Third, in a post-Christian culture where we are exiles, we have an opportunity to talk less about church and more about Christ. One of the problems with a Christianized culture is that Christ is assumed and conversation goes quickly to church. “What church do you go to?” was a question that once resonated with most but now encounters more empty stares. As exiles, we must return to making our conversations about religion with friends and family all about Christ – who he is, what he’s done and what effect he has in our lives. As some have said it, our job is to gossip – to gossip the gospel of Jesus making him the issue. Granted, this must be done with love and with wisdom and timing. However, talking Christ – and more specifically the biblical Christ over and against the culturalized Christ – will return us to our early church roots where the biblical and historical Christ was a radical word.

Fourth and even better, if we see ourselves as resident aliens and exiles headed to the promised land of a new heavens and earth, we will then have a much more bold witness for the gospel. When you live in a New Israel America, you have much more to lose now by sharing the gospel. However, if you are here for only a time and are headed to spiritual and material riches unimaginable, there is much less to lose if you share the gospel. Thus, we not only walk by faith in Christ as aliens in this world, we also share the gospel by hope knowing our reward in Christ will make our future secure.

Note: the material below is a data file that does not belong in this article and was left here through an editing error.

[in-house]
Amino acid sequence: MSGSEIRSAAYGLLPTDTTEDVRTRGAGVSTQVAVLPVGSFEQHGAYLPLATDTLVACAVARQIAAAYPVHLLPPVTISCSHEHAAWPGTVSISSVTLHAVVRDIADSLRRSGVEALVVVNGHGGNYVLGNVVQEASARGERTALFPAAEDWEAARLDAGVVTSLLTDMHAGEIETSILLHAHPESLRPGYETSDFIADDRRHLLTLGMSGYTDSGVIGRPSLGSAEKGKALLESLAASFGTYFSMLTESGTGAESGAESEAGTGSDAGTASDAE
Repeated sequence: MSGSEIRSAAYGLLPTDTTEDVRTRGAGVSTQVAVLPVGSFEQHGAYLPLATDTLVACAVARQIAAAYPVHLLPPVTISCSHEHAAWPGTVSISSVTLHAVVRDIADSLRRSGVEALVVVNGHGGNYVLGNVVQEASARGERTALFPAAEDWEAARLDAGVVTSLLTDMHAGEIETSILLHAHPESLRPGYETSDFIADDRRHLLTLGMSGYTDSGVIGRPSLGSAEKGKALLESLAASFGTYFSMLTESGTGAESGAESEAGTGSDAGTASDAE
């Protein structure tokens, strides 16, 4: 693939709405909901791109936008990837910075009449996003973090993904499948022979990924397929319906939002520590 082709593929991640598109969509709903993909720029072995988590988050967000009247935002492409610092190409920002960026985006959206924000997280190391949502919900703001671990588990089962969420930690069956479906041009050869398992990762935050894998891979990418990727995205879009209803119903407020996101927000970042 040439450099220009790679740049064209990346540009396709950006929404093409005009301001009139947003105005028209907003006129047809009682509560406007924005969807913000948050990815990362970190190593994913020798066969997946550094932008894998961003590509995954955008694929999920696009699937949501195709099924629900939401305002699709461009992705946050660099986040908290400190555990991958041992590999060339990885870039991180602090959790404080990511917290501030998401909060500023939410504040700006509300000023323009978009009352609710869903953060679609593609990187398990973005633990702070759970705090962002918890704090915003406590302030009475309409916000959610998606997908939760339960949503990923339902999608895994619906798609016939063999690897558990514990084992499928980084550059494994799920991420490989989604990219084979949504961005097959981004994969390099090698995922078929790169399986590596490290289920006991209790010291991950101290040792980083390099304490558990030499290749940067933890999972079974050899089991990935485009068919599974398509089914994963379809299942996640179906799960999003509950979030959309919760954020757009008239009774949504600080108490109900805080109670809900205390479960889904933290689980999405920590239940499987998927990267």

In a way, these are difficult and perplexing times. We all feel the cultural shift and are nervous. But fear not little ones! What is happening is that the veneer of Christianity in our culture – and us – is being stripped and we are being called to being a faithful witness to Christ as resident aliens – as missionaries – in our strange new culture. Share the gospel together as the church. Share the gospel because you are here for just a little while. Share the gospel because you are on your way home.

Author: Rev. Dean Faulkner